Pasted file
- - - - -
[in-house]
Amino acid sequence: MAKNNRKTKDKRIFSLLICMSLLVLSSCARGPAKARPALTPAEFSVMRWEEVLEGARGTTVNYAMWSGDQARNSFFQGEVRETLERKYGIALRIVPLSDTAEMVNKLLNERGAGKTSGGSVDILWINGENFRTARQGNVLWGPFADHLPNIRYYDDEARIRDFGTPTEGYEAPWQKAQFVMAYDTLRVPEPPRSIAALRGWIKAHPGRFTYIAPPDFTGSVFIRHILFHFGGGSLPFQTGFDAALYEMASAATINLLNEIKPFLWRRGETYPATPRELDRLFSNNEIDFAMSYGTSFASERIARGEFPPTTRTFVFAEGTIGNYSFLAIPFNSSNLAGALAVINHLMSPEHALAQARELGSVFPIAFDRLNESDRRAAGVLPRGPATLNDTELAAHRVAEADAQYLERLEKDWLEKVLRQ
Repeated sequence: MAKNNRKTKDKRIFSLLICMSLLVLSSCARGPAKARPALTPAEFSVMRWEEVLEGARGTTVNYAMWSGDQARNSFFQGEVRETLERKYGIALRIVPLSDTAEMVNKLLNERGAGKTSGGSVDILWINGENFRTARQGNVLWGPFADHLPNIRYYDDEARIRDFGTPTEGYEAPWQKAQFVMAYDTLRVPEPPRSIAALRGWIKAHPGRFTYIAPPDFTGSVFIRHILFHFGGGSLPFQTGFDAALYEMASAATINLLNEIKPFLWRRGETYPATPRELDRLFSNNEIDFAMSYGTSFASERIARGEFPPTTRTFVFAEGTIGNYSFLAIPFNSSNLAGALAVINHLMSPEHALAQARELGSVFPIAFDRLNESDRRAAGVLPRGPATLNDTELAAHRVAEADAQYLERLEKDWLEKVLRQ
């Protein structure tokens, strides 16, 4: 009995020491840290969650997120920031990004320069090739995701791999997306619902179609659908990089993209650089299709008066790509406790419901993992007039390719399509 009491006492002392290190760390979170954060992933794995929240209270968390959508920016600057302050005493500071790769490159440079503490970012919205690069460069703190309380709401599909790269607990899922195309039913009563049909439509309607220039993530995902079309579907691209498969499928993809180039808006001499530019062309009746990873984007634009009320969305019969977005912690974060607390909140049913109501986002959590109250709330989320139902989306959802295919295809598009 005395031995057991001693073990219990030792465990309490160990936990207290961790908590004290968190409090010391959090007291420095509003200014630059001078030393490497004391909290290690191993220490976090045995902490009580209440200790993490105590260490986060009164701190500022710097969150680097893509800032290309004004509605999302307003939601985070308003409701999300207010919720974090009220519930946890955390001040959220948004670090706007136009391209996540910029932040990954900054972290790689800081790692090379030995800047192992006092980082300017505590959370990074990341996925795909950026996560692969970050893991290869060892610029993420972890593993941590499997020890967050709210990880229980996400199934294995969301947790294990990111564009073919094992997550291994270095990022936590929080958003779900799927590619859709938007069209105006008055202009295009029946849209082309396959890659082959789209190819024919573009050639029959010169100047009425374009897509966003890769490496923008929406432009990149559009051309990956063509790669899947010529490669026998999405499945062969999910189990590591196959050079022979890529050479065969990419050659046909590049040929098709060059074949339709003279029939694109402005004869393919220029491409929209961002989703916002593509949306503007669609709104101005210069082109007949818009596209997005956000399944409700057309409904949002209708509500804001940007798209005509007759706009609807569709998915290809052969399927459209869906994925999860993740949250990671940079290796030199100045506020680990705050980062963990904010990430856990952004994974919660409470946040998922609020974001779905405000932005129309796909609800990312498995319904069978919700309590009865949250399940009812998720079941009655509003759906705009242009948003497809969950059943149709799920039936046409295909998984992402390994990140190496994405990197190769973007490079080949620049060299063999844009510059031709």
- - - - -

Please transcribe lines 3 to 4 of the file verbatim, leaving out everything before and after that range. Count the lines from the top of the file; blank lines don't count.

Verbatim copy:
Repeated sequence: MAKNNRKTKDKRIFSLLICMSLLVLSSCARGPAKARPALTPAEFSVMRWEEVLEGARGTTVNYAMWSGDQARNSFFQGEVRETLERKYGIALRIVPLSDTAEMVNKLLNERGAGKTSGGSVDILWINGENFRTARQGNVLWGPFADHLPNIRYYDDEARIRDFGTPTEGYEAPWQKAQFVMAYDTLRVPEPPRSIAALRGWIKAHPGRFTYIAPPDFTGSVFIRHILFHFGGGSLPFQTGFDAALYEMASAATINLLNEIKPFLWRRGETYPATPRELDRLFSNNEIDFAMSYGTSFASERIARGEFPPTTRTFVFAEGTIGNYSFLAIPFNSSNLAGALAVINHLMSPEHALAQARELGSVFPIAFDRLNESDRRAAGVLPRGPATLNDTELAAHRVAEADAQYLERLEKDWLEKVLRQ
């Protein structure tokens, strides 16, 4: 009995020491840290969650997120920031990004320069090739995701791999997306619902179609659908990089993209650089299709008066790509406790419901993992007039390719399509 009491006492002392290190760390979170954060992933794995929240209270968390959508920016600057302050005493500071790769490159440079503490970012919205690069460069703190309380709401599909790269607990899922195309039913009563049909439509309607220039993530995902079309579907691209498969499928993809180039808006001499530019062309009746990873984007634009009320969305019969977005912690974060607390909140049913109501986002959590109250709330989320139902989306959802295919295809598009 005395031995057991001693073990219990030792465990309490160990936990207290961790908590004290968190409090010391959090007291420095509003200014630059001078030393490497004391909290290690191993220490976090045995902490009580209440200790993490105590260490986060009164701190500022710097969150680097893509800032290309004004509605999302307003939601985070308003409701999300207010919720974090009220519930946890955390001040959220948004670090706007136009391209996540910029932040990954900054972290790689800081790692090379030995800047192992006092980082300017505590959370990074990341996925795909950026996560692969970050893991290869060892610029993420972890593993941590499997020890967050709210990880229980996400199934294995969301947790294990990111564009073919094992997550291994270095990022936590929080958003779900799927590619859709938007069209105006008055202009295009029946849209082309396959890659082959789209190819024919573009050639029959010169100047009425374009897509966003890769490496923008929406432009990149559009051309990956063509790669899947010529490669026998999405499945062969999910189990590591196959050079022979890529050479065969990419050659046909590049040929098709060059074949339709003279029939694109402005004869393919220029491409929209961002989703916002593509949306503007669609709104101005210069082109007949818009596209997005956000399944409700057309409904949002209708509500804001940007798209005509007759706009609807569709998915290809052969399927459209869906994925999860993740949250990671940079290796030199100045506020680990705050980062963990904010990430856990952004994974919660409470946040998922609020974001779905405000932005129309796909609800990312498995319904069978919700309590009865949250399940009812998720079941009655509003759906705009242009948003497809969950059943149709799920039936046409295909998984992402390994990140190496994405990197190769973007490079080949620049060299063999844009510059031709």